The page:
Slice of Life, Chapter Eleven

( I seem to have been off a day with my chapters, so I am skipping Chapter 10 and moving right into Chapter 11).

(This is part of the Slice of Life Project)

The sun was bright so the older boys were out — one on a bike ride around the neighborhood and the other on a walk with a friend. Neither went out the door with a jacket, so I almost yelled at them to get back in here and bundle up. Then, I figured: what’s the use? There’s freedom in being able to abandon your jacket for the fresh air. I let it go. There’s too much snow on the ground, though, and there was a biting nip left in the air. But still … still … Spring is inching its way closer, I can tell.

I thought about this as I went out in the backyard to put some rotting veggies and fruits in the compost bin (our little effort to cut down on the landfill and create some black gold). I came upon what remains of our Christmas tree poking up through a pile of ice and snow. I felt the urge to dangle an angel on the top, just as a way of angling my faith for warmer weather. My youngest son spied the Christmas tree out the window and he demanded to know what it is doing there. He doesn’t understand that it has been there for months and only now, with the thaw, is it coming back into view. (We had to remove the tree from the house in the dead of the night to avoid separation anxiety. It was like a spy operation, although more like Maxwell Smart than James Bond.).

I told him that we will soon burn the Christmas tree and use the darkened ash for our garden, bringing its spirit into our world in a different way. He is alarmed at this, however. He doesn’t understand how fire can be something that is good since fire is so hot. Later, he back at the window. A little bit more of the tree was now visible, thanks to the emerging Spring. And the wreath wasn’t far away.

“Christmas tree. The wreath,” he whispers to himself. Standing behind him, I give him a hug and, together, at the window, we wait for the spring melt to continue in our yard and wonder what other treasures might reappear from beneath the white cover of snow.

Peace (in the backyard),

  1. I love your pieces about your family life. Your kids offer you should a tender source to share your insights into them and then the universality of children and nature.. just very satisfying for the reader and the writer.
    I’m off to work on my own slice that I started last night. I’ve been loving these. I keep thinking about how to use this in other ways. And I am so wondering about the innovations with voicethread.

  2. Thanks Bonnie.
    I am trying to use the Slices to get at something larger, within a limited amount of writing.
    And I am trying not to get too personal with family (this is a public space, after all).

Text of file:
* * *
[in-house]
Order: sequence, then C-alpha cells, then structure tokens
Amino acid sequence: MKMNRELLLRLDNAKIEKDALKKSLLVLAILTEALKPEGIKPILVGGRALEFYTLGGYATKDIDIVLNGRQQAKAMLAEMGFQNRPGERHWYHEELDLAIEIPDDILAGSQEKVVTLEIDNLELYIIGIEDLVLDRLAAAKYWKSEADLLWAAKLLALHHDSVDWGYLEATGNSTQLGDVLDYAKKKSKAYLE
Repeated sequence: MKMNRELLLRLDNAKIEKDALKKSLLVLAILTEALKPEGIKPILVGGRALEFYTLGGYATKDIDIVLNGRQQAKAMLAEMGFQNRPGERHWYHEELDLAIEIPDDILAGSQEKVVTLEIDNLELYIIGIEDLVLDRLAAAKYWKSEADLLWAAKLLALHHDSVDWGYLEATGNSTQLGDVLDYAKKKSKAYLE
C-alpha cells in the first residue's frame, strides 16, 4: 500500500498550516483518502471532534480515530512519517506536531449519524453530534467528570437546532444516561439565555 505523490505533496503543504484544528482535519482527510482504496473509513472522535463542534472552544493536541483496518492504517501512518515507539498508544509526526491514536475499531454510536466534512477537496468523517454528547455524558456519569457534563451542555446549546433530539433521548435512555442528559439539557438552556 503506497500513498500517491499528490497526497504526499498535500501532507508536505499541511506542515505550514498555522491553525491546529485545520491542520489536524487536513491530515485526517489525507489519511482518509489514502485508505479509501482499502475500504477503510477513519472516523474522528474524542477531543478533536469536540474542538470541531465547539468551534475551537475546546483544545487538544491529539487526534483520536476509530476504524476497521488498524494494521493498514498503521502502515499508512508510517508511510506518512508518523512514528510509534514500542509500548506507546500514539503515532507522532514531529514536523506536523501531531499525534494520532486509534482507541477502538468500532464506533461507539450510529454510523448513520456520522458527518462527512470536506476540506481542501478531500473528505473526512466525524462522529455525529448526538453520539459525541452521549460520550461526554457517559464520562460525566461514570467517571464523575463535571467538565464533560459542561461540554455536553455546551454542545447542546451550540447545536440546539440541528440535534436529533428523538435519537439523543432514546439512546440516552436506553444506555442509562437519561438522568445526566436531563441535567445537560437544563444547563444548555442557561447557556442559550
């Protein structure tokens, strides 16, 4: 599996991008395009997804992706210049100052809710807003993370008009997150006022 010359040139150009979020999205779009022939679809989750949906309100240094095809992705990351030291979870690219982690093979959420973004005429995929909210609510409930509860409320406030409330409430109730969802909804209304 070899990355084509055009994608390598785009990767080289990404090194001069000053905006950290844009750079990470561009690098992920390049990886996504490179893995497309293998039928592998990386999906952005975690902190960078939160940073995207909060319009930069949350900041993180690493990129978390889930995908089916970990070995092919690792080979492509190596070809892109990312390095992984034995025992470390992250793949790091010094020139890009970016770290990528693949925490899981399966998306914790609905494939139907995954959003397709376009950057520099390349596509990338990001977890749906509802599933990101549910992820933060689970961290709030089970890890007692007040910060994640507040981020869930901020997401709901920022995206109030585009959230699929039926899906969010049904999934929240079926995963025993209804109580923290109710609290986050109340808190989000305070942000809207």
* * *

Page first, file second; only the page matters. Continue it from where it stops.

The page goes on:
It’s an interesting juggling act.

    Let me know what you find out about VoiceThread options.

  3. Not too personal. You are using your material, what you have and what you know, like a good researcher. Remember Falkner, write from what you know. I totally get the universal and I hear what you are saying, it’s not just about you, it’s all of us.
    Does that make sense?

  4. Kevin, I have read many public bogs in the wonderful world of scrapbook blogs. Your “Slice of Life” journaling would be a great inspiration to many of those people; a beautiful mix of story, emotion and life.

  5. The same scenario is unfolding here in Wisconsin. Our Christmas tree has also been visible through our front window as it is finishing it’s final days. My youngest complained as well when we took it down, but we hang suet balls from it and use it to attract birds so it still has a use.
    Thanks for your picturesque slice!
    ~jane S

  6. I had a text to self connection with your story today. I just did an impromptu lesson about compost in my classroom this past week. I spilled my coffee grounds all over the carpet (protected with plastic) layer by layer to show the decomposition of this otherwise throw-away item. By third grade my students know about earth worms, natural litter, bacteria and soil. They were amazed that coffee could become natural litter. We are going to do an investigation with plants next quarter using various natural soil “energizers”. Kevin… would love any tips you have or sites you know to help us out. Enjoyed your slice.

  7. This is sweet. Your son reminded me of my younger sister. She never wanted our Christmas trees taken down. She would get teary and sing “Oh, Christmas Tree” as we ‘undecorated’ … Thanks for sharing your slice!

  8. Kevin, you never cease to amaze me with your diversified writing talent. Perhaps, one day we will meet in person at NCTE to continue our musings face-to-face.

Leave a Reply

Your email address will not be published. Required fields are marked *